The arrow contained the power of the imperative, the might of the mighty to kill and punish. This concept which started with the arrowshot is still the basis for every gun—be it pistol, rifle or canon: at the pull of a trigger or push of a button, the projectile moves forward, steered, and ideally penetrates the surface point the marksman has aimed at. Contemporary missile technology is capable of even more. The missile is remote-controlled and changes its trajectory in flight.
Gods and weapons may be seen as models for the concept of remote control. Both claim to be almighty, from which follows that in their actions they are infallible and create independent, new forms of reality. And yet—not every finger, every switch or trigger serves to remote-control. In any case, the best tele-steer-ing systems are those with invisible modes of command, for example the human voice and language. Commands, contents and sentiments are released by means of invisible articulation (And God said, ‘Let there be light’) to activate action, behaviour and emotions. The invisible reality of language contains multiple realities and generates recognizable facts.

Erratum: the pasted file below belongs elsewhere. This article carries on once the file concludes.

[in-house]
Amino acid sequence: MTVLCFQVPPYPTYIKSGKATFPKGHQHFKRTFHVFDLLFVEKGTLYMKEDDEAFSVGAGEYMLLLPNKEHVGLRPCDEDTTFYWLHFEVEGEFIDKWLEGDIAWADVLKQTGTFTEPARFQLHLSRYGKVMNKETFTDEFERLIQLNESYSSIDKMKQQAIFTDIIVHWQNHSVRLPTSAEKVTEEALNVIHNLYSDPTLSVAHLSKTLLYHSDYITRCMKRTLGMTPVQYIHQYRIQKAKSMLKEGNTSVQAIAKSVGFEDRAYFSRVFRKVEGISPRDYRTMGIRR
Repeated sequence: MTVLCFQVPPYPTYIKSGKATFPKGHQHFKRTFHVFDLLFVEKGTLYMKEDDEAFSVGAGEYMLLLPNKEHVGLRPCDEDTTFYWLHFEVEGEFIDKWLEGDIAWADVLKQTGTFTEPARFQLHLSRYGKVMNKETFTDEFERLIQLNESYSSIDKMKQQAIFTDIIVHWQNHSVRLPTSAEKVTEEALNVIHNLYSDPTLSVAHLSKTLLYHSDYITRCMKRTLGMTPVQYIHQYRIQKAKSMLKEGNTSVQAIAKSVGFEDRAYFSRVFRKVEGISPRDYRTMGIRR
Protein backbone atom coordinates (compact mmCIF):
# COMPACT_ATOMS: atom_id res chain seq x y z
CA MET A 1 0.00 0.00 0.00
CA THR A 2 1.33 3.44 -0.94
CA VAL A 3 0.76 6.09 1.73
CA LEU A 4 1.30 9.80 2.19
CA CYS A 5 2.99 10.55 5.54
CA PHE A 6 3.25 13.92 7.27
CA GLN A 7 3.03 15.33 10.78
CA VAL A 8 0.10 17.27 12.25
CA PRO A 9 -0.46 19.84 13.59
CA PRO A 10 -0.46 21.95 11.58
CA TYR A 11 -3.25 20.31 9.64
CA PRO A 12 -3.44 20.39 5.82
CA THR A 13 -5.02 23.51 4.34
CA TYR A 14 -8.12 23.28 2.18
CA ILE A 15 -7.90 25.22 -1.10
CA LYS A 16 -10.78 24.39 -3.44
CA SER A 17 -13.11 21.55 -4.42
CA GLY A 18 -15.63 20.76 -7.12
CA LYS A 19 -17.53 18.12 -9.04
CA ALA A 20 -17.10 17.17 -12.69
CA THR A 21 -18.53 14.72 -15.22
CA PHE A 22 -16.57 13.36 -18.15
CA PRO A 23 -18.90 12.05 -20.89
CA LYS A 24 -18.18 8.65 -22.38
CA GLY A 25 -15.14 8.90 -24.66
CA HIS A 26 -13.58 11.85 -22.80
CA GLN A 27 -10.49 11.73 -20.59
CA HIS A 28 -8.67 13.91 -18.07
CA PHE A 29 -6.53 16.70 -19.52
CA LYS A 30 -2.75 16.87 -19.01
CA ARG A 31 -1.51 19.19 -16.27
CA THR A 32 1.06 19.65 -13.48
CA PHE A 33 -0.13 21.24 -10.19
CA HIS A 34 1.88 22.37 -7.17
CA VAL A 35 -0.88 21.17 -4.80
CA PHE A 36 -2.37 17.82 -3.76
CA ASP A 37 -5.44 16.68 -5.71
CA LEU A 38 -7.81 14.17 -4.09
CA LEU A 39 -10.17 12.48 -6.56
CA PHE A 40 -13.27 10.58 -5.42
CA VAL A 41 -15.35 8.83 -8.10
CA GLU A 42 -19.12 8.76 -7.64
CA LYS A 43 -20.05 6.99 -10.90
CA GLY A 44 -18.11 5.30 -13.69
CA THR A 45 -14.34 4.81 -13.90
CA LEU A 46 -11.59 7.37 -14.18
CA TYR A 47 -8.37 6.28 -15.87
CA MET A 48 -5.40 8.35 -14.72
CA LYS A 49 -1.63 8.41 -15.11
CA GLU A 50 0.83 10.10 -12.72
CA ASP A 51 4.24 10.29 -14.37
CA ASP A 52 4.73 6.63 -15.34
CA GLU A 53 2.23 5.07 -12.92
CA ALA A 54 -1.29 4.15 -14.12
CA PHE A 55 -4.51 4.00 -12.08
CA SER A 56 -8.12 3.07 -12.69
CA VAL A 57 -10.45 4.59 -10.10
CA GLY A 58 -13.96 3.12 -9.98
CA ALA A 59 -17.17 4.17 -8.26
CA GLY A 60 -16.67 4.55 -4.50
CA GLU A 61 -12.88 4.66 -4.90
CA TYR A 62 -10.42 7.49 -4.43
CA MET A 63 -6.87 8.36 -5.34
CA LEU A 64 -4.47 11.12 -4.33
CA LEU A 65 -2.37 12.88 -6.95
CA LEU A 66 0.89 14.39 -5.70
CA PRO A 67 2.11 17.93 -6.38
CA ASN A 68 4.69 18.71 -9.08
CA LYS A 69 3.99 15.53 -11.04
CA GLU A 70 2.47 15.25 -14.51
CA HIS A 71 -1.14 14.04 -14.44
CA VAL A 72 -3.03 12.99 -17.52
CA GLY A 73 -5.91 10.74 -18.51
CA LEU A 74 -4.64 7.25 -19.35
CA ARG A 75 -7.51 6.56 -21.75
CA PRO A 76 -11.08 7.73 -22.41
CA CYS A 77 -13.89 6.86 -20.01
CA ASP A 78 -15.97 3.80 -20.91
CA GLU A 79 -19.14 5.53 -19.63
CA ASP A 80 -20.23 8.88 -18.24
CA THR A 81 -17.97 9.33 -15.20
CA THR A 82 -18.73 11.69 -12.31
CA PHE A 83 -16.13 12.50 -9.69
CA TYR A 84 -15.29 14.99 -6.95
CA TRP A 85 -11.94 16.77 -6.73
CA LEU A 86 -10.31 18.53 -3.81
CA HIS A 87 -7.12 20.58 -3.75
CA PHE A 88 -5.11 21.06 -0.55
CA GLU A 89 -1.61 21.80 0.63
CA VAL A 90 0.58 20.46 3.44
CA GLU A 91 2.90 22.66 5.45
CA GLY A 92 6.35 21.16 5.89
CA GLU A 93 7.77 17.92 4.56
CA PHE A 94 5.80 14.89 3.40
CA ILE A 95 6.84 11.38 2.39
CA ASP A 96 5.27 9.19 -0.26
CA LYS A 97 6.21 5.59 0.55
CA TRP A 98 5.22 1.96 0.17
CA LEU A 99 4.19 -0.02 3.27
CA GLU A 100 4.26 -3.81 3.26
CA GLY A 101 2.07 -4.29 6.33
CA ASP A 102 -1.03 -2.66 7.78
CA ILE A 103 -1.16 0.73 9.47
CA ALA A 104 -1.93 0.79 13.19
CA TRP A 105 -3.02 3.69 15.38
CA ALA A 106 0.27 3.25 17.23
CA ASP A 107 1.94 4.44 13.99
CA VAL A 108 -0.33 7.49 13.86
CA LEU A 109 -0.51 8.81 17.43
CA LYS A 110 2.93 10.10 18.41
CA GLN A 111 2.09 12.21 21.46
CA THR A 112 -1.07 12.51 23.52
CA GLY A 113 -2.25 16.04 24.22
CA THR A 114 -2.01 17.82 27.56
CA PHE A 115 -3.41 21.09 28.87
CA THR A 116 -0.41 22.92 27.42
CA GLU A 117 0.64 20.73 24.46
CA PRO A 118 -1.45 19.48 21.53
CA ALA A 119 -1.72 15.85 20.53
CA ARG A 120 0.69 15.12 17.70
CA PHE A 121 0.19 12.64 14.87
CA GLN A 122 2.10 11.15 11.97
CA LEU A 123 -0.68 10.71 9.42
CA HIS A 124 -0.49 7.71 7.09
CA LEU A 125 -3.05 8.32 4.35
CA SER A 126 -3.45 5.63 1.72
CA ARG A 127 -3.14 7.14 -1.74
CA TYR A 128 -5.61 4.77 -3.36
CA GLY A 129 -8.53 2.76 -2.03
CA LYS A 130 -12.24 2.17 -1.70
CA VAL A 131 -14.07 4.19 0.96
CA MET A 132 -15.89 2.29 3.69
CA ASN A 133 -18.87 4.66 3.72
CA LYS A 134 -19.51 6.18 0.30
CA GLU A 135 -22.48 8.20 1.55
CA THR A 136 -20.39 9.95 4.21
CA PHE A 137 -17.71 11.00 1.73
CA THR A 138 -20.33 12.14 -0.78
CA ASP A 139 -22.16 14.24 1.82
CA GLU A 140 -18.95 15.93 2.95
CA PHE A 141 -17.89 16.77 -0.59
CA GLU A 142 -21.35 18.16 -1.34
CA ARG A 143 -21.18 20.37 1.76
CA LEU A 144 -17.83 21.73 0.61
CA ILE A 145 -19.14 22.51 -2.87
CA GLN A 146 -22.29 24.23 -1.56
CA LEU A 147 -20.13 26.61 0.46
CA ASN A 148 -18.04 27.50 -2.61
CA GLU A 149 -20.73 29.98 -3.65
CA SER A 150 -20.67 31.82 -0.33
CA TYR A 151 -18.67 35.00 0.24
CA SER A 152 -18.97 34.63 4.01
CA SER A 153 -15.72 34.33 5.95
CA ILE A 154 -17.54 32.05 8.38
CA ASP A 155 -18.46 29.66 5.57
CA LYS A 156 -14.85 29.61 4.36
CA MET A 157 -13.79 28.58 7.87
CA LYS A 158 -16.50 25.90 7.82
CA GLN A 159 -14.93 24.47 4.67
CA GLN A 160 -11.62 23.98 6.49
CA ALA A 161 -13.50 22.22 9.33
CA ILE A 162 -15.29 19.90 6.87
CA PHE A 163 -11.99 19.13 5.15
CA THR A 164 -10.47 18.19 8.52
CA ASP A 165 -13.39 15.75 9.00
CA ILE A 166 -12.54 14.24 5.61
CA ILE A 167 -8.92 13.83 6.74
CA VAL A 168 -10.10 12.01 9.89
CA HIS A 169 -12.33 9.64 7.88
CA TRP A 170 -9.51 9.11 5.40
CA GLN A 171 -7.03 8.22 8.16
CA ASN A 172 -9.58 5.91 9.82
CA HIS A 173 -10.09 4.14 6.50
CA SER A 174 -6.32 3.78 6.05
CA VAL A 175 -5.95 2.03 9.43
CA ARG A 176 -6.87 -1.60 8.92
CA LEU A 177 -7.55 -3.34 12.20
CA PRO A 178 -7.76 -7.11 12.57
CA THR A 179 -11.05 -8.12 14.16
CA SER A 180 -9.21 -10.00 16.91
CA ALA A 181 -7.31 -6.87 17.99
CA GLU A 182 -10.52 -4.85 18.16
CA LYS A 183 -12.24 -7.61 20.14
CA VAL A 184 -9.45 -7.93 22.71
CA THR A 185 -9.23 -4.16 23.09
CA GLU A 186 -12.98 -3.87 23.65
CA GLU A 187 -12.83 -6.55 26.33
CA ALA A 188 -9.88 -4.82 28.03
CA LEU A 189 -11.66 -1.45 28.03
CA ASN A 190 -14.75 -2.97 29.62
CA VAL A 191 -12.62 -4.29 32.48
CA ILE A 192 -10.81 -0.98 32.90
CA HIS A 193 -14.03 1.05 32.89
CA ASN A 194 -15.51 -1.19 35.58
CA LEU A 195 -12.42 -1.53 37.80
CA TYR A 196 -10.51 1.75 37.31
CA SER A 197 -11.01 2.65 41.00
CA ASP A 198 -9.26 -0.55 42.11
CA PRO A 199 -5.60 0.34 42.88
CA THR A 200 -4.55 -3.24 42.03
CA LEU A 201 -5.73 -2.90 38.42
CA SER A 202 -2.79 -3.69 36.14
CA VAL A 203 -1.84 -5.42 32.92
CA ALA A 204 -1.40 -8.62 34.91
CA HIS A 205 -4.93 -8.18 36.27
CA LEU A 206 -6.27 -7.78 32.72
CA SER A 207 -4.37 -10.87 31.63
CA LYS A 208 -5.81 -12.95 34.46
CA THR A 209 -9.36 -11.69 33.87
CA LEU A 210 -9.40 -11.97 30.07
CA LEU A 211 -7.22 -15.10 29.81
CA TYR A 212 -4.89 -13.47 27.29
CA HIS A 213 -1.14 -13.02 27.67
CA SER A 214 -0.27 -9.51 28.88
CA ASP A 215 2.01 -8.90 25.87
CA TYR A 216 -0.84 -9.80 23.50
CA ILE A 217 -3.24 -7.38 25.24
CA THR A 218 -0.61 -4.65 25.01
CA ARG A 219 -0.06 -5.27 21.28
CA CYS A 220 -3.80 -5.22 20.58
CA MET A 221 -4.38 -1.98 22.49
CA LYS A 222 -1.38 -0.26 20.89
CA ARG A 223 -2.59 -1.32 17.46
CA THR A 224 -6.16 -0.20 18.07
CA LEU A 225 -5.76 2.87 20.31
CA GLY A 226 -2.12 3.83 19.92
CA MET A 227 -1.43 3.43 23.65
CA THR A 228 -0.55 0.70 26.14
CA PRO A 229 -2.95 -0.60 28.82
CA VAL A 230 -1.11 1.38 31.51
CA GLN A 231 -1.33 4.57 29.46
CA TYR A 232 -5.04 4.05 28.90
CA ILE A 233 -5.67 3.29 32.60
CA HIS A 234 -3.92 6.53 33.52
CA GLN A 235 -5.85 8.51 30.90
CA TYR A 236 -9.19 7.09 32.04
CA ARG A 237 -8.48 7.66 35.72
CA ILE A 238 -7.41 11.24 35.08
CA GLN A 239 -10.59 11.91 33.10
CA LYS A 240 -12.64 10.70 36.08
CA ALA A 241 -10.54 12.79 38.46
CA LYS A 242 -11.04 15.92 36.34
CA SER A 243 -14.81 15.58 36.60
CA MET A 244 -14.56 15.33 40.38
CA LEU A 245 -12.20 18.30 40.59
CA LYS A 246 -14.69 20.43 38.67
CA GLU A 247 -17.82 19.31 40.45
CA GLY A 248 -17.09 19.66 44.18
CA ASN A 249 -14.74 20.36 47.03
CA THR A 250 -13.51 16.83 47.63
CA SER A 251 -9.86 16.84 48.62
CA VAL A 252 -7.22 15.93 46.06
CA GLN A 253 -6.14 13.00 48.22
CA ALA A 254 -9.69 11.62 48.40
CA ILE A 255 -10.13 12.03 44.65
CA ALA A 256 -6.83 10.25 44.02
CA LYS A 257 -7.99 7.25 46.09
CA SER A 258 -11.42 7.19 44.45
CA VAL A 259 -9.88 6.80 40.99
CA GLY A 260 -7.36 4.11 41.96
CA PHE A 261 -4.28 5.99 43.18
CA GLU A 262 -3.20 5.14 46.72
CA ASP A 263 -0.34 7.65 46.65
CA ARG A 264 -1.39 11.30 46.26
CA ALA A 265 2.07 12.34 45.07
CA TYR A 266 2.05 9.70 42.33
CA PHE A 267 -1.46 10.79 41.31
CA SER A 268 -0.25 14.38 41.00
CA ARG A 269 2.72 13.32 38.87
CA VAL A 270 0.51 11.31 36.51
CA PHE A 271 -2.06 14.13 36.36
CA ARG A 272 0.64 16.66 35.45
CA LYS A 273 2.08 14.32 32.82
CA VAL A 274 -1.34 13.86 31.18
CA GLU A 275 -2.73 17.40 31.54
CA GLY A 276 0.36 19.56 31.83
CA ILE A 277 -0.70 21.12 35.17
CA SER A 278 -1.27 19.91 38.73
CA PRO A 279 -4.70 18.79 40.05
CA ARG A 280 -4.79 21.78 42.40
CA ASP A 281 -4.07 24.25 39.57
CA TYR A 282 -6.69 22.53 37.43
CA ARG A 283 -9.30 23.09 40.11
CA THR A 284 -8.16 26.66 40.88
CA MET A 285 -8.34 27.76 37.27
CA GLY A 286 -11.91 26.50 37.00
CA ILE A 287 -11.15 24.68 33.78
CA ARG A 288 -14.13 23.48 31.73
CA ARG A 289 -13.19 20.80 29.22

With reality turned profane, everybody has become an ‘executor’ by remote control, every individual has become a god or goddess, a guiding weapon. There is hardly an area of human existence that could not be determined by this ‘teletool’. This is the context in which Anton Markus Pasing speaks of the ‘omnipotentor’. Part of his architectural philosophy ranges as ‘remote controlled architecture’ and speculates about the future of architectures for people to whom the holodeck, Techno and CAD are established facts, just like the nimbus, the chorale and the sacraments were for the early generations of Christendom.
The tele-steering sys-tems of the Electronic Age are the remote controls first devised for military purposes and astronautics and later released for civil-ian marketing. They form the indispens-able basis of almost every computer game. At the push of a button or the pull of a finger, animated parallel worlds move on the screen: racing cars and robots, frogs, horses, arrows and basic-ally everything mobile.